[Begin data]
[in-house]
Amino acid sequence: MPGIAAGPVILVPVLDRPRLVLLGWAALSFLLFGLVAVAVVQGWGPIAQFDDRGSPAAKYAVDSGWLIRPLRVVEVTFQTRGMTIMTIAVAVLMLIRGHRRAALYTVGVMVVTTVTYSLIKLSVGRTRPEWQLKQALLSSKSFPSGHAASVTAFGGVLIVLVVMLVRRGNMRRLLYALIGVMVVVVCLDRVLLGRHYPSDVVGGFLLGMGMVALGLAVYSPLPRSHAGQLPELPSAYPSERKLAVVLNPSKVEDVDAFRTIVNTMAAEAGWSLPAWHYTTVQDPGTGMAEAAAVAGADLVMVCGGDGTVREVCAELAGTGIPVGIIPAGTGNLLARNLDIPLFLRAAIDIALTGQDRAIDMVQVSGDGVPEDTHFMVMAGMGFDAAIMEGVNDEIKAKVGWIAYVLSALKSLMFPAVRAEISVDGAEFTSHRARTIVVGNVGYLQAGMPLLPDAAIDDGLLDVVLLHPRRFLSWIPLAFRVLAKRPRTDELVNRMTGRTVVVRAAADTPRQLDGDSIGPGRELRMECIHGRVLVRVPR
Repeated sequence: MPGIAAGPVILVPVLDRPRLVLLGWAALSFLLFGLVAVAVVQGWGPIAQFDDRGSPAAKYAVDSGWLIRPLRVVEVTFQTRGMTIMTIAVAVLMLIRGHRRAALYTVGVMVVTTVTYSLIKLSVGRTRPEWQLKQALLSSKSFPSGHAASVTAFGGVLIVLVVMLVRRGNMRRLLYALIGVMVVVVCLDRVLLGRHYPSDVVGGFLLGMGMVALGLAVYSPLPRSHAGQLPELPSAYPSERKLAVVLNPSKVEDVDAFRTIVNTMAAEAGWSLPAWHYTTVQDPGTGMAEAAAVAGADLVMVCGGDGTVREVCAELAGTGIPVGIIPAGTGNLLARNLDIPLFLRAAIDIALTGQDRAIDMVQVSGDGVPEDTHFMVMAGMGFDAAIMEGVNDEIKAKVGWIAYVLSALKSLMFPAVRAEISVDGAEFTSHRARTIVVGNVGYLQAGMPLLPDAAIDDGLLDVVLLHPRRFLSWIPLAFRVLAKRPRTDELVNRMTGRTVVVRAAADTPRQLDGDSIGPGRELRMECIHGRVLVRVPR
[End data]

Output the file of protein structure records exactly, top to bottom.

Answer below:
[in-house]
Amino acid sequence: MPGIAAGPVILVPVLDRPRLVLLGWAALSFLLFGLVAVAVVQGWGPIAQFDDRGSPAAKYAVDSGWLIRPLRVVEVTFQTRGMTIMTIAVAVLMLIRGHRRAALYTVGVMVVTTVTYSLIKLSVGRTRPEWQLKQALLSSKSFPSGHAASVTAFGGVLIVLVVMLVRRGNMRRLLYALIGVMVVVVCLDRVLLGRHYPSDVVGGFLLGMGMVALGLAVYSPLPRSHAGQLPELPSAYPSERKLAVVLNPSKVEDVDAFRTIVNTMAAEAGWSLPAWHYTTVQDPGTGMAEAAAVAGADLVMVCGGDGTVREVCAELAGTGIPVGIIPAGTGNLLARNLDIPLFLRAAIDIALTGQDRAIDMVQVSGDGVPEDTHFMVMAGMGFDAAIMEGVNDEIKAKVGWIAYVLSALKSLMFPAVRAEISVDGAEFTSHRARTIVVGNVGYLQAGMPLLPDAAIDDGLLDVVLLHPRRFLSWIPLAFRVLAKRPRTDELVNRMTGRTVVVRAAADTPRQLDGDSIGPGRELRMECIHGRVLVRVPR
Repeated sequence: MPGIAAGPVILVPVLDRPRLVLLGWAALSFLLFGLVAVAVVQGWGPIAQFDDRGSPAAKYAVDSGWLIRPLRVVEVTFQTRGMTIMTIAVAVLMLIRGHRRAALYTVGVMVVTTVTYSLIKLSVGRTRPEWQLKQALLSSKSFPSGHAASVTAFGGVLIVLVVMLVRRGNMRRLLYALIGVMVVVVCLDRVLLGRHYPSDVVGGFLLGMGMVALGLAVYSPLPRSHAGQLPELPSAYPSERKLAVVLNPSKVEDVDAFRTIVNTMAAEAGWSLPAWHYTTVQDPGTGMAEAAAVAGADLVMVCGGDGTVREVCAELAGTGIPVGIIPAGTGNLLARNLDIPLFLRAAIDIALTGQDRAIDMVQVSGDGVPEDTHFMVMAGMGFDAAIMEGVNDEIKAKVGWIAYVLSALKSLMFPAVRAEISVDGAEFTSHRARTIVVGNVGYLQAGMPLLPDAAIDDGLLDVVLLHPRRFLSWIPLAFRVLAKRPRTDELVNRMTGRTVVVRAAADTPRQLDGDSIGPGRELRMECIHGRVLVRVPR